University of California, Berkeley, School of Law experts are available to comment on the two historic U.S. Supreme Court cases on same-sex marriage.
On Tuesday, March 26, the justices will hear arguments on whether California’s Proposition 8 ballot initiative, which defined marriage as a union between a man and a woman, violates equal rights under the U.S. Constitution. The case Hollingsworth v. Perry is the culmination of nearly five years of legal battles surrounding the initiative.
On Wednesday, March 27, the Court will hear a constitutional challenge to the 1996 federal Defense of Marriage Act (DOMA), which prohibits the U.S. government from recognizing same-sex marriage. In that case, United States v. Windsor, the Court will determine whether the act wrongly denies married same-sex couples equal benefits under federal law.
Berkeley Law scholars available to comment include:
1) Joan Heifetz Hollinger is a lecturer-in-residence at Berkeley Law. She has co-authored four amicus briefs in as many Prop 8. cases in support of civil marriage for same-sex couples, including the brief on behalf of California family law professors filed in Hollingsworth v. Perry. Hollinger is also a co-author of briefs filed against DOMA, most recently on behalf of family and child welfare law professors in United States v. Windsor. The brief asks the Court to strike down section three of the act, which defines marriage as a union between a man and a woman under federal law.
“DOMA hinders rather than furthers any federal interest in child welfare because its effect is to deny hundreds of important rights and protections to married same-sex parents and, by extension, their children. DOMA does not offer any inducements to heterosexuals to engage in ‘responsible’ procreation or childrearing; its sole effect is to harm and stigmatize married same-sex couples and their children, while leaving opposite-sex couples and their children untouched,” said Hollinger.
2) Melissa Murray is a professor of law and a scholar of family and criminal law who specializes in marriage and its alternatives. Her research has focused on the same-sex marriage debate and Proposition 8. Murray, along with Hollinger and Kay, signed amicus briefs filed by law professors supporting same-sex marriage in Hollingsworth v. Perry and in United States v. Windsor.
“Hollingsworth v. Perry, now pending before the U.S. Supreme Court, could be as significant to civil rights law as Brown v. Board of Education or Roe v. Wade,” said Murray. “It’s no accident that the landmark case evolved in California, the first state to invalidate laws prohibiting interracial marriages. It was also the first state to enact no-fault divorce, while Berkeley was the first city in the U.S. to establish domestic partnerships.”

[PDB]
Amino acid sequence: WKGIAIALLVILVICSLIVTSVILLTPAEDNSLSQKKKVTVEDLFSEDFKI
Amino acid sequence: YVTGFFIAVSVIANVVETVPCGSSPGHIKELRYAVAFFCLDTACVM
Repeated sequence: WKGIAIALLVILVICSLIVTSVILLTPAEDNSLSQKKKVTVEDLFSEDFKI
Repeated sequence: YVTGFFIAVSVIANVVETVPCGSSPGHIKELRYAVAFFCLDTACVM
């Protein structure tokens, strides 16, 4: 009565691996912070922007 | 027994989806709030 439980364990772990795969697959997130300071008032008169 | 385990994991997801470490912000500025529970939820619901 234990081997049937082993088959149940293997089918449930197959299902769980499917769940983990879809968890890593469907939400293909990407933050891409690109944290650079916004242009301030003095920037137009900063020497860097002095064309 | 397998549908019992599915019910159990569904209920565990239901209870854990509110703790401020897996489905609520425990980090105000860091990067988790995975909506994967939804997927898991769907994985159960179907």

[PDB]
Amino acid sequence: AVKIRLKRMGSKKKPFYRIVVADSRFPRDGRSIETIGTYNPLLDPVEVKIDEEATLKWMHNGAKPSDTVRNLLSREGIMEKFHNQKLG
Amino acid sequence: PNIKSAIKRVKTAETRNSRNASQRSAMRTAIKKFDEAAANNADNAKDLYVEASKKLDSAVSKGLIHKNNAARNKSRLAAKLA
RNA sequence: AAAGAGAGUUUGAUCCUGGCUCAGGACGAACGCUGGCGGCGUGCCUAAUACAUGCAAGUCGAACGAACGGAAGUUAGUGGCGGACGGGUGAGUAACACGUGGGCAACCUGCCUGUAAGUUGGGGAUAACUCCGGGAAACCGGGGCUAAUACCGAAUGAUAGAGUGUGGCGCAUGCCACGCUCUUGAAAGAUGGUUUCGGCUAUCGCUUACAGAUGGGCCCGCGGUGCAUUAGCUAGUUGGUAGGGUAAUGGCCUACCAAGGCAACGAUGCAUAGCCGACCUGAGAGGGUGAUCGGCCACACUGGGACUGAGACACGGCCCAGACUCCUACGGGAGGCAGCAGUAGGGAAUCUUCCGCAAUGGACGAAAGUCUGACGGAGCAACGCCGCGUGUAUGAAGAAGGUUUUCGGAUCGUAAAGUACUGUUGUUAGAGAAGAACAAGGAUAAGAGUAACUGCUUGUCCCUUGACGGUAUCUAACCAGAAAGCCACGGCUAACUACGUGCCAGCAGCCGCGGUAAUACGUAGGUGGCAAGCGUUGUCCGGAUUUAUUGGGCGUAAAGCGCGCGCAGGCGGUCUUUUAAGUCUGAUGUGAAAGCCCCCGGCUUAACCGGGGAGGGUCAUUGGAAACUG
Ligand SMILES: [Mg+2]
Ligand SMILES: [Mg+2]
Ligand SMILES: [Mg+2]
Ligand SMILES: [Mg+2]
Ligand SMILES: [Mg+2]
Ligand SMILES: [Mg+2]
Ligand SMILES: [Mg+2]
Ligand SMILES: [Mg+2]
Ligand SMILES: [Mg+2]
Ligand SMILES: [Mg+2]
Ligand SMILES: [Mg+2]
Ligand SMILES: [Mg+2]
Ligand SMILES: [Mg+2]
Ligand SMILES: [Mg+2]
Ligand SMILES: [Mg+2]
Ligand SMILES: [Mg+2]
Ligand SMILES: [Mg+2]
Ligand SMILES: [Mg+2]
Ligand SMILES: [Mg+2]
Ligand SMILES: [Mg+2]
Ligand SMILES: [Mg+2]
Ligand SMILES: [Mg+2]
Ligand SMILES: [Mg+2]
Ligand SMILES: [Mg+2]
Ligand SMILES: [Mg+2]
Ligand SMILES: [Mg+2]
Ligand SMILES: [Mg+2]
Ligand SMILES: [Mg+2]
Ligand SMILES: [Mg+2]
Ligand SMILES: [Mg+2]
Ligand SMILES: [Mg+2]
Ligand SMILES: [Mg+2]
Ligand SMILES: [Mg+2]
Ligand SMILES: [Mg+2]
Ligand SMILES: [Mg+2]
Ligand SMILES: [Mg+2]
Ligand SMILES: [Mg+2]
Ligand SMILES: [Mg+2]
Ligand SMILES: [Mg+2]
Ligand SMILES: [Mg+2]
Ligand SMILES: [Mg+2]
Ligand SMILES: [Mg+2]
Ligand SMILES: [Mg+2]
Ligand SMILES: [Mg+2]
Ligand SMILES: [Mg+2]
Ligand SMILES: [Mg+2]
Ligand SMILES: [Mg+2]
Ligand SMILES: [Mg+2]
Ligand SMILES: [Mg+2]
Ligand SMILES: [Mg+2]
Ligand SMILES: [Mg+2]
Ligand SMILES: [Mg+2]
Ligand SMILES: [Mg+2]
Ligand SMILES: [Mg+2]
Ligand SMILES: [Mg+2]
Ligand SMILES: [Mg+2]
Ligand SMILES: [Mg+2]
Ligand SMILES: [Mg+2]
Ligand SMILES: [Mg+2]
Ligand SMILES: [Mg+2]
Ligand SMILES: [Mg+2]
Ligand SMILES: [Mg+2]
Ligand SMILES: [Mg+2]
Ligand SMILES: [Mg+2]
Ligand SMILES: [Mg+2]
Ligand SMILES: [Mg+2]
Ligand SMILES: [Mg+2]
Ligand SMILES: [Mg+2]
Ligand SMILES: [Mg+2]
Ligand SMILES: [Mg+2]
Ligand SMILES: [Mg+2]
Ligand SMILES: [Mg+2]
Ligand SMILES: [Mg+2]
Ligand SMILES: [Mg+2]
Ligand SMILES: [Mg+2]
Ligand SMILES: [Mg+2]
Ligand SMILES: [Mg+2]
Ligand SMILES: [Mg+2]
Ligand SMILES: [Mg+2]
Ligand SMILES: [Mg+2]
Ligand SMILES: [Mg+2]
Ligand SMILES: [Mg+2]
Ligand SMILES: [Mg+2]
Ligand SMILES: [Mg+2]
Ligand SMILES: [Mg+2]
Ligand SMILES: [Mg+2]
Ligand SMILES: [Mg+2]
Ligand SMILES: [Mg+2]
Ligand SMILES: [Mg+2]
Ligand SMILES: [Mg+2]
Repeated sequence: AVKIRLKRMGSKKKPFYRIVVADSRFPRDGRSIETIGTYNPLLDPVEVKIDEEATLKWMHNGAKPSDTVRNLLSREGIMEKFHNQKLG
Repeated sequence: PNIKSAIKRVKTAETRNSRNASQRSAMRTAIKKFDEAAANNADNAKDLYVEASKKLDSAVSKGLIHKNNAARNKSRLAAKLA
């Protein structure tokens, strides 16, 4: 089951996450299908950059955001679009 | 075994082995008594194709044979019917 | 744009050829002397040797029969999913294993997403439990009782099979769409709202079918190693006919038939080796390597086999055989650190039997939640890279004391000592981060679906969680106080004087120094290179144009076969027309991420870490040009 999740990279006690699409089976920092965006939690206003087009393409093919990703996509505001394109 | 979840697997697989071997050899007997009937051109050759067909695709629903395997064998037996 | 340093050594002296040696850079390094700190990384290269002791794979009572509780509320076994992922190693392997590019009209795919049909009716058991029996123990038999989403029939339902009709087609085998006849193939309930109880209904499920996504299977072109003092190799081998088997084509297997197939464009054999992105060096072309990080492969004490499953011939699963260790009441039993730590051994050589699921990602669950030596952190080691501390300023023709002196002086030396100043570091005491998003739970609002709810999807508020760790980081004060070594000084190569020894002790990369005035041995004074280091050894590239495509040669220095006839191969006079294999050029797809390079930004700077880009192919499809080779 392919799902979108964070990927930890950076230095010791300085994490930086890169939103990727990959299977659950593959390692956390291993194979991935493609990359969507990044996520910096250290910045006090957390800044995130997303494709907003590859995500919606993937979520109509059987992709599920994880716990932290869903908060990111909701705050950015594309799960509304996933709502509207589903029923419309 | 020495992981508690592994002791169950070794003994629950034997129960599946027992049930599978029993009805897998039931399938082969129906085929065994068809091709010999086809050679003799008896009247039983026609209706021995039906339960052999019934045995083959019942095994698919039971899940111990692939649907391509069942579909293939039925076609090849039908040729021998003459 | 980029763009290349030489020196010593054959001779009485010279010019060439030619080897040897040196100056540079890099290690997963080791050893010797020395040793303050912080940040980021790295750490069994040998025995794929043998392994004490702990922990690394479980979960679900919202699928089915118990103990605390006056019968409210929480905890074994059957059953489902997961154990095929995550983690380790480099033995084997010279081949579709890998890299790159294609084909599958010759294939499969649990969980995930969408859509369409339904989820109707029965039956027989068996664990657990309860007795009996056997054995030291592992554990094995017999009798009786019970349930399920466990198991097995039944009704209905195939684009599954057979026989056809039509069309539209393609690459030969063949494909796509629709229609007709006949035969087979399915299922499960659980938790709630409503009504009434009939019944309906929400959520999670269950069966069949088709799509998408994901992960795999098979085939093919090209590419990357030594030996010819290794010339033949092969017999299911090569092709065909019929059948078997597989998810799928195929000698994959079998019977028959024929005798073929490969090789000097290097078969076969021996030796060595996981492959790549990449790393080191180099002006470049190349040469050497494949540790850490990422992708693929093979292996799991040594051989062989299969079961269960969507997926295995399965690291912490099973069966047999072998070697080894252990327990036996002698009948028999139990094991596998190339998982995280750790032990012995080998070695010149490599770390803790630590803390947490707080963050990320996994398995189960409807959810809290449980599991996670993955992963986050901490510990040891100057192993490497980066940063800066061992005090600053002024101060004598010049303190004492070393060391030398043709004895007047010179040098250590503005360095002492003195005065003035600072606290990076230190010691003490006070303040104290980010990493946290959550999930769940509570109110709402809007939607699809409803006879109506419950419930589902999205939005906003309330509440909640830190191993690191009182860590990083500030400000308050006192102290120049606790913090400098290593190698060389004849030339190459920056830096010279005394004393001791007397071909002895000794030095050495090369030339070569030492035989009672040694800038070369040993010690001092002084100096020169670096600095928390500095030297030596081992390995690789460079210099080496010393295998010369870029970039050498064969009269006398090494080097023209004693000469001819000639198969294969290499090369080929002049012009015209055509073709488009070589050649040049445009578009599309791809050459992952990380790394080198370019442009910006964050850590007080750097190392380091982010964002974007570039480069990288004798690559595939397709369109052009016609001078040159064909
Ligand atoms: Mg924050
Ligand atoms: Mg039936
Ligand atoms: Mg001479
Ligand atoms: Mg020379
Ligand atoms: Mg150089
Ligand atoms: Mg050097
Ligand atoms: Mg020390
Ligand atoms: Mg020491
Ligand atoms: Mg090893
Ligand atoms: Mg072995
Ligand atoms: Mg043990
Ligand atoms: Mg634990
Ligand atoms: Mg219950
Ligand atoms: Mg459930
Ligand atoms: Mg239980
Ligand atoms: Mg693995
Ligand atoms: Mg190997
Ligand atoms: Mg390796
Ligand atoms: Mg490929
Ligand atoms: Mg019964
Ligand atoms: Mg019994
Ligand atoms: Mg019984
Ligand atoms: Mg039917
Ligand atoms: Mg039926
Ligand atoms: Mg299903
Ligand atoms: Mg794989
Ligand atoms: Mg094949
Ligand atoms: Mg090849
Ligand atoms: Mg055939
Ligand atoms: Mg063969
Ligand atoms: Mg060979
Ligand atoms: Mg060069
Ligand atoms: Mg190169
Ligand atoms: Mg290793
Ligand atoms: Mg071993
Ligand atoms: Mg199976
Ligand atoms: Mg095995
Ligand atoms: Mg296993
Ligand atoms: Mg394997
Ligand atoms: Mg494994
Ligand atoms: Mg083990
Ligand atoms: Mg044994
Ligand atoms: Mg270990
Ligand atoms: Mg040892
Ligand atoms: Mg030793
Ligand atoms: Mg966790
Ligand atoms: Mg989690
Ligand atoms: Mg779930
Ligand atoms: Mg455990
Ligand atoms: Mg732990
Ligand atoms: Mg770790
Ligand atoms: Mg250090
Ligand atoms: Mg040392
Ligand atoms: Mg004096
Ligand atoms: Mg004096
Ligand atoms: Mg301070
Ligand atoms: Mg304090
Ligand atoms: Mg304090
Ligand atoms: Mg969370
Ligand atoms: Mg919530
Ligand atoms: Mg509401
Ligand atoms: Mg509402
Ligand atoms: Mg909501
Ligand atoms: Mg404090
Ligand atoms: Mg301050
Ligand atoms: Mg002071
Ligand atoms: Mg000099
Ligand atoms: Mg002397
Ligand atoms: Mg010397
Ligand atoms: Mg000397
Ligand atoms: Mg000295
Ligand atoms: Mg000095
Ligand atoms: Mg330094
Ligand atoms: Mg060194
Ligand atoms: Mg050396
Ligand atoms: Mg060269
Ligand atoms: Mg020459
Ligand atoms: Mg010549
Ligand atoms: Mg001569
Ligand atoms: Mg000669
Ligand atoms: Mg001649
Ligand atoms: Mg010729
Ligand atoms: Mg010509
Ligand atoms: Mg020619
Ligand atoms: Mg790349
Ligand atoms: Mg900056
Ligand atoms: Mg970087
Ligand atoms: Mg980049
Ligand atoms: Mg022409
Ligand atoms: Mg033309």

3) Herma Hill Kay is a law professor and former Berkeley Law dean. Kay is a co-author with Hollinger of the amicus brief on behalf of California family law professors filed in Hollingsworth v. Perry, and is a signatory of the family and child welfare amicus brief in United States v. Windsor. In her analysis, California’s state legislature and courts had found that there was no meaningful difference between committed same-sex and opposite-sex couples before passage of Prop. 8—and had already extended full legal protections to same-sex partners.
Kay, along with Hollinger, also joined an amicus brief arguing that the existing 18,000 marriages by same-sex couples in California would continue to be valid, even if Prop. 8 banned such marriages in the future.
“The cases before the Supreme Court illustrate a very important milestone in our approach to marriage. As Judge Walker found in Perry v. Schwarzenegger, marriage for heterosexual and same-sex couples is a fundamental right, which is great progress,” said Kay.
4) Jesse Choper is a constitutional law professor and expert on the U.S. Supreme Court. He wrote a brief in favor of plaintiffs in the California Supreme Court re: Marriage Cases advising the Court to rule on the basis of constitutional interpretation. The state Court found Prop. 8 unconstitutional in May 2009.
“There is absolutely no distinction in the law’s eyes between same-sex married couples and heterosexual married couples. They have exactly the same rights under California law,” said Choper.
Note: The Supreme Court will post the audiotapes and transcripts of the hearings on the two same-sex marriage cases on its website shortly after arguments are finished. The material should be available by 1 p.m. Tuesday for Prop. 8 and by 2 p.m. Wednesday for DOMA. The Prop. 8 case is scheduled for one-hour of argument; DOMA is scheduled for one hour and fifty minutes.